Iyanya's First Release On Don Jazzy's Mavin Records Is a Confident Step Forward

Iyanya's singing has grown surer and the 'Signature' EP shows maturity in a genre that is still figuring out a name for itself.

Iyanya’s move to Mavin Records might have provided Don Jazzy with the fresh challenge of working on entire projects with a proven singer who has a solid fan base, and Iyanya's with a team of proven producers in Jazzy, Babyfresh and Altims—a perfect move for both parties.

There is an Iyanya that would be very content making “radio R&B” but for the inconvenience of appealing to fans who have had decades of the stuff from its American originators.

There was a proposed joint EP with UK R&B singer Angel. This was probably a retail outlet for the pent up R&B melodies that afrobeats fans just won't buy wholesale, but the project has yet to materialise.

Iyanya displayed strong R&B chops on “Wambi” the first song off Applaudise, a well rounded album full of very good, often exceptional singing and equally-solid production throughout, but lacking the absolute bangers that the uneven Desire had, like “Kukere” or “Ur Waist.”

This R&B chops are yet again evident on Signature, especially on “Nobody Has to Know” a viscous jam (no pun intended) dripping with sweat and sex and a very charged and disturbing lyric “beat that pussy into submission, baby let me in” right off the lascivious chamber of R Kelly’s brain.

"Nobody Has to Know" is produced by Altims, who made “Do Like That” for Korede Bello, and who here also made “Not Forgotten” featuring Poe, a new addition to Mavins and its first rapper.

The song has a clear narrative line and a very touching moment of recollection when in 2010, while backstage in Abuja, Iyanya received a call informing him of his mother’s passing. It is done in a particularly R Kelly-like flourish and he has a well documented adoration of his own mother.

Babyfresh produced “Baby Answer” and “Celebrate” which is a mid-album cut that may get little love for being just that. But as a support case for 'afrobashment'—which many artist in the UK are making and many in Nigeria have made—it is a good one.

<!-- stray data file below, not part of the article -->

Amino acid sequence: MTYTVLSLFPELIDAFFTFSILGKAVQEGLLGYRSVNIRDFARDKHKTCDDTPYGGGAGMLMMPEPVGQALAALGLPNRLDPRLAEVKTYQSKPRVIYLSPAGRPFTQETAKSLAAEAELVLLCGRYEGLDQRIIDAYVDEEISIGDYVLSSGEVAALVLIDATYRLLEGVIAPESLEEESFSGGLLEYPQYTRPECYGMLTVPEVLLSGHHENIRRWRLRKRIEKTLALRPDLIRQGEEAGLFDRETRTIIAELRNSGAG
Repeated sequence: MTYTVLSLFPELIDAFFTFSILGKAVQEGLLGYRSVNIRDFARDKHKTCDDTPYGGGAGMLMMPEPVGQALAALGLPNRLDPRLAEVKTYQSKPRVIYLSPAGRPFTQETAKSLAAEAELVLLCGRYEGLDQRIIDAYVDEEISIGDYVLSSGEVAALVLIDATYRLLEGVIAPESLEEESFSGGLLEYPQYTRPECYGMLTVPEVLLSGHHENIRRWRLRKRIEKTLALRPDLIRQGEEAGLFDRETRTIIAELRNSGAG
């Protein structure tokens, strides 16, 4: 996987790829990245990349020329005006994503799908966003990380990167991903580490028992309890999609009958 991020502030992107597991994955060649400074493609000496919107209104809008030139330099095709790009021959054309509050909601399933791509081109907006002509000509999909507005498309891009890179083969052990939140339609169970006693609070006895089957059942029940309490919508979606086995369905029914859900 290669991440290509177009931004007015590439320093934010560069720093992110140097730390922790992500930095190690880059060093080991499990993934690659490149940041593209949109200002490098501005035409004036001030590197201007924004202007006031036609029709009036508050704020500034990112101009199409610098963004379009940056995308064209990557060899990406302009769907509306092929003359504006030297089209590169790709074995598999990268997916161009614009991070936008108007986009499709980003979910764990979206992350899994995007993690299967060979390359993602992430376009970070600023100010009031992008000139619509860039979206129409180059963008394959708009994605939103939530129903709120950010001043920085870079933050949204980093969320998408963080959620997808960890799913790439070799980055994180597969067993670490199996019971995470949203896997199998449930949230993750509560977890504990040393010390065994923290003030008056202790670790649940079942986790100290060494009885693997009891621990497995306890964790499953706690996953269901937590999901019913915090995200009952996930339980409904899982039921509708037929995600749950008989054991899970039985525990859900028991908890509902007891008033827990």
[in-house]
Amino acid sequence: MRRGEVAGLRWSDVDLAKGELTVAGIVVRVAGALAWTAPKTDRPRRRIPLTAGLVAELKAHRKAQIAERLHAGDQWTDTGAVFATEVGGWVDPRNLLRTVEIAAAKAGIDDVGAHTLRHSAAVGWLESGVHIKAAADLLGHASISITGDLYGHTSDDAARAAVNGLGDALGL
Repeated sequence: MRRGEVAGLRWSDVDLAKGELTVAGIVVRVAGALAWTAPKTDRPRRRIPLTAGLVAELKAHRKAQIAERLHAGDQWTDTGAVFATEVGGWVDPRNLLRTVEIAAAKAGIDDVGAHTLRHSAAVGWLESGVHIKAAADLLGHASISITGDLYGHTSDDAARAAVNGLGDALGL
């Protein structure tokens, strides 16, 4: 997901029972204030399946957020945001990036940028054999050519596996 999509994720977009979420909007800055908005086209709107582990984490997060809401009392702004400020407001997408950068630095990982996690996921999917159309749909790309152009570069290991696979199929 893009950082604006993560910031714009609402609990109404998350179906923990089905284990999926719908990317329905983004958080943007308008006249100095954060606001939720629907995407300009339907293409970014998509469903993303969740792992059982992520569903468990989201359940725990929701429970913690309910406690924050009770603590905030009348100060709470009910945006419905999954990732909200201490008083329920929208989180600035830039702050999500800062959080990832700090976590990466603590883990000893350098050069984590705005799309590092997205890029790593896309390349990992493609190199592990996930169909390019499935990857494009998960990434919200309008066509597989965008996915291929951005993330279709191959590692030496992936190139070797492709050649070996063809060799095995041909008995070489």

A personal game of expectations to see how many and what songs Don Jazzy produces on new Mavins projects continues to repay interest. Jazzy has produced four of the eight songs here, more that he did on Korede Bello's Belloved, the only other major Mavins release of the year and a long awaited debut.

“Bow For You” stands out from the rest here but pales when heard next to “Rotate” which Jazzy made for Wande Coal, the song it most resembles. The latter was made in 2013—a life time in this new afropop era— but is 'till this day a winner. “Odo Ye Wu” continues the long tradition of repurposing gospel for pop and features good old Jazzy adlibs. “Hold On” is a plea to a love interest not to rush heart matters.

“Up To Something,” released last October when Iyanya officially joined Mavins, features Jazzy’s big boy crooning which Nate Dogg made a career out of, as well as the durable Dr Sir.

As well as being a survey of the Mavins star-studded roster, the video has Iyanya, Jazzy and Dr Sid in impressive suits besides plush cars and a huge house telling of their successes so far.

Also all three don't dance much. The big boy sway tells of maturity as individuals but also as afrobeat practitioners free and above fads or the eagerness to prove themselves.

Also, it tells of already successful artists entering new phases in their careers. Iyanya may not have come up with more bangers like “Kukere” but his singing has grown surer and surer, and the projects are mature in a genre that is still figuring out a name for itself.

Sabo Kpade is an Associate Writer with Spread The Word. His short story Chibok was shortlisted for the London Short Story Prize 2015. His first play, Have Mercy on Liverpool Street was longlisted for the Alfred Fagon Award. He lives in London. You can reach him at

Pictures courtesy of Maeva Heim

Maeva Heim is the Founder the Beauty Industry Has Been Waiting on